In face of this unavoidable halt, with no way of getting further, the only deliverance lies in having developed the inner life — in advance of the actual moment — to such a degree that the aspirant is able to carry with him the only thing which it is at all possible to take beyond that point. He must come to the point where the external world actually denies him all power, and he must have progressed so far in his inner development that at this moment, through training in self-reliance, in self-confidence and presence of mind and other inner virtues (virtues here meaning capabilities), he possesses inner power, inner energy, so that at the moment when the world is taken from him, he has at his disposal a surplus of inner energy. But this brings with it at the same moment an extraordinarily significant experience. Imagine a man coming to the boundary he has striven for, where the world is transparent; then it is taken from him. Now he has preserved nothing; he cannot have saved anything but a certain inner strength through having trained his self-reliance, presence of mind, fearlessness, and similar inner qualities. Thereby he comes to the significant experience, one that forces itself upon him: Thou art alone in the world. Thou art quite alone in the world. And then comes an experience which I cannot indicate otherwise than in the words: Thou alone art the whole world. This experience becomes ever stronger and stronger, more and more comprehensive. And the remarkable thing is that from this experience in the soul a whole new world can arise, and truly must arise in him who is to be initiated. He feels he has come to a certain boundary where he has confronted the Void, but that he has brought with him a certain power. It is perhaps quite small at first, but it becomes ever greater and greater and spreads out on all sides. He begins to penetrate into the whole world, to permeate himself with the whole world; and the more he permeates the world with his own being, the more does it appear always different. He extends the power that he has brought with him to one side or the other, and according as he extends it, he will always experience something different. But at first these experiences will be felt to be quite terrifying, because two things are entirely lacking from them. At a certain stage of knowledge the lack of these things may not seem dreadful before it is experienced, because in the ordinary experience of the physical plane the thing is always there, and one first gets a real idea of it only when it is no longer there.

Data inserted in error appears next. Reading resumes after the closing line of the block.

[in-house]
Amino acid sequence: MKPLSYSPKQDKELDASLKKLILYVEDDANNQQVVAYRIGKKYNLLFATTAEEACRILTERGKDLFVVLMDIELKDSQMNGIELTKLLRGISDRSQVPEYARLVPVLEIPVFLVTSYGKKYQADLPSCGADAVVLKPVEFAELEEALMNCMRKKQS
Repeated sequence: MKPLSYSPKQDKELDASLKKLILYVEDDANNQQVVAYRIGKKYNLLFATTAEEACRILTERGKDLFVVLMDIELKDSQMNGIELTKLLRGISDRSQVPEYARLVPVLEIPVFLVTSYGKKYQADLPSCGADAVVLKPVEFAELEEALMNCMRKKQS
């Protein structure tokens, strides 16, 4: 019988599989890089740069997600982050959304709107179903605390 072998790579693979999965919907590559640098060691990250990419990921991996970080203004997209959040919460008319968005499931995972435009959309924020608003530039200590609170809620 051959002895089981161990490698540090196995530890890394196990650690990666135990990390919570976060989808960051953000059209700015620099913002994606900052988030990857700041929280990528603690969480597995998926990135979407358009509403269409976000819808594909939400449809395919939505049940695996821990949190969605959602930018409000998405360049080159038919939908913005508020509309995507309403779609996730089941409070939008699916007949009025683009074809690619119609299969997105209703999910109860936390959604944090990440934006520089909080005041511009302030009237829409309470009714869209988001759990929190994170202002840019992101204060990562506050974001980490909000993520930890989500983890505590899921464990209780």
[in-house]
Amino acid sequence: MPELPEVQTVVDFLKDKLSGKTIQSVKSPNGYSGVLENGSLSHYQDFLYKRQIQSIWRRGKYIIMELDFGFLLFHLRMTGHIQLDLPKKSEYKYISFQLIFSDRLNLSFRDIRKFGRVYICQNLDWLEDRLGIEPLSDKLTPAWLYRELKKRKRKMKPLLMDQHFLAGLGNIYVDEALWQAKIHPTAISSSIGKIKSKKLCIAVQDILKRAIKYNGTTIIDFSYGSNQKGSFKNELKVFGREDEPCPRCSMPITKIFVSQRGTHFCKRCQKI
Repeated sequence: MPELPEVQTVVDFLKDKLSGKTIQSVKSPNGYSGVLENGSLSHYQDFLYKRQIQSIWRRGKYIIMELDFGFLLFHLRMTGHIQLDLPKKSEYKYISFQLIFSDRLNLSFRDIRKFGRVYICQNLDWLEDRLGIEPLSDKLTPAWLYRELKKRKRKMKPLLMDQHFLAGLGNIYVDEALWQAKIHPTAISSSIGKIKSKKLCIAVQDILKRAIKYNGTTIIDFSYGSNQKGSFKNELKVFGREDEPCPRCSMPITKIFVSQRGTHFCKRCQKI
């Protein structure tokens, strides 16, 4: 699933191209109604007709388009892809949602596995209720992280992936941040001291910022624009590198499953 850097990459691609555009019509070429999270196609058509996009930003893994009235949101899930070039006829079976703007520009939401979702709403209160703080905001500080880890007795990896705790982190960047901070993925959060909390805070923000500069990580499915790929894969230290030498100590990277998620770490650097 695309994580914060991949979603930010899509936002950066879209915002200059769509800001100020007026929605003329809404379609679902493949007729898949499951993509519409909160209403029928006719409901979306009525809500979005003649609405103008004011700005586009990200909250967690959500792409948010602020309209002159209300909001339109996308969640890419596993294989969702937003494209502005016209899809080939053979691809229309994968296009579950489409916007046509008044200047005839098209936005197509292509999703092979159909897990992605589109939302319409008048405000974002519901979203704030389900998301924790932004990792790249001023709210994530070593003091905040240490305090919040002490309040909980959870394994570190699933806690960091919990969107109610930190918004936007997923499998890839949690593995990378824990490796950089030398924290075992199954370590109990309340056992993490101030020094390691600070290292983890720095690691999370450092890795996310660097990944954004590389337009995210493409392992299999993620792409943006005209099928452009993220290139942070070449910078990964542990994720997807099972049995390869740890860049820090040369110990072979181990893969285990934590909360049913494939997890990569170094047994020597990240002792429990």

One thing that ceases is every feeling for physical materiality. Everything material has disappeared into indefinite nothingness, the Void — it is not there. The feeling of contacting something hard, or even something soft like water or air — in short, the feeling of being surrounded by matter, ceases, is not there. One is concerned only with the qualities of things, not the things themselves. Of heavy, dense physical bodies only the density remains, not the substantiality; of fluid bodies, only the fluidity, but not the water or the fluid; of the air there remains only the tendency to expand in all directions, but not the substantiality. One grows into the qualities of things, but with the feeling that one is growing only into the qualities; that the objects have vanished, all materiality has gone. This is one thing that ceases.